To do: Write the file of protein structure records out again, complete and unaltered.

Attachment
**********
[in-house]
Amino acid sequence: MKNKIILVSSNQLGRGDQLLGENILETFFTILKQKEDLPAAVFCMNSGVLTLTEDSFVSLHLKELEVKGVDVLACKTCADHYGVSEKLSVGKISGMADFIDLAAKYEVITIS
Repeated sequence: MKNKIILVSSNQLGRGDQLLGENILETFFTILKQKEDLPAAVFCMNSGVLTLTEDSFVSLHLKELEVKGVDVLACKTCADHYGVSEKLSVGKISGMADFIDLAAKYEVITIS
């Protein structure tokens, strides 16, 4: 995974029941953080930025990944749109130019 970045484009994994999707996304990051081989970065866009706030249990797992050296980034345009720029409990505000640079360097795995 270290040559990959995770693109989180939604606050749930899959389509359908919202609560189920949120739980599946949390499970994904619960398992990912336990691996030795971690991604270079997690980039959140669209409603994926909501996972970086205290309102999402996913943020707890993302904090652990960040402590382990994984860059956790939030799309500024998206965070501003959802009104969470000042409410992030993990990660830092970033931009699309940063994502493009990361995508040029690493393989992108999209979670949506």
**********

[in-house]
Amino acid sequence: MKNKIILVSSNQLGRGDQLLGENILETFFTILKQKEDLPAAVFCMNSGVLTLTEDSFVSLHLKELEVKGVDVLACKTCADHYGVSEKLSVGKISGMADFIDLAAKYEVITIS
Repeated sequence: MKNKIILVSSNQLGRGDQLLGENILETFFTILKQKEDLPAAVFCMNSGVLTLTEDSFVSLHLKELEVKGVDVLACKTCADHYGVSEKLSVGKISGMADFIDLAAKYEVITIS
């Protein structure tokens, strides 16, 4: 995974029941953080930025990944749109130019 970045484009994994999707996304990051081989970065866009706030249990797992050296980034345009720029409990505000640079360097795995 270290040559990959995770693109989180939604606050749930899959389509359908919202609560189920949120739980599946949390499970994904619960398992990912336990691996030795971690991604270079997690980039959140669209409603994926909501996972970086205290309102999402996913943020707890993302904090652990960040402590382990994984860059956790939030799309500024998206965070501003959802009104969470000042409410992030993990990660830092970033931009699309940063994502493009990361995508040029690493393989992108999209979670949506």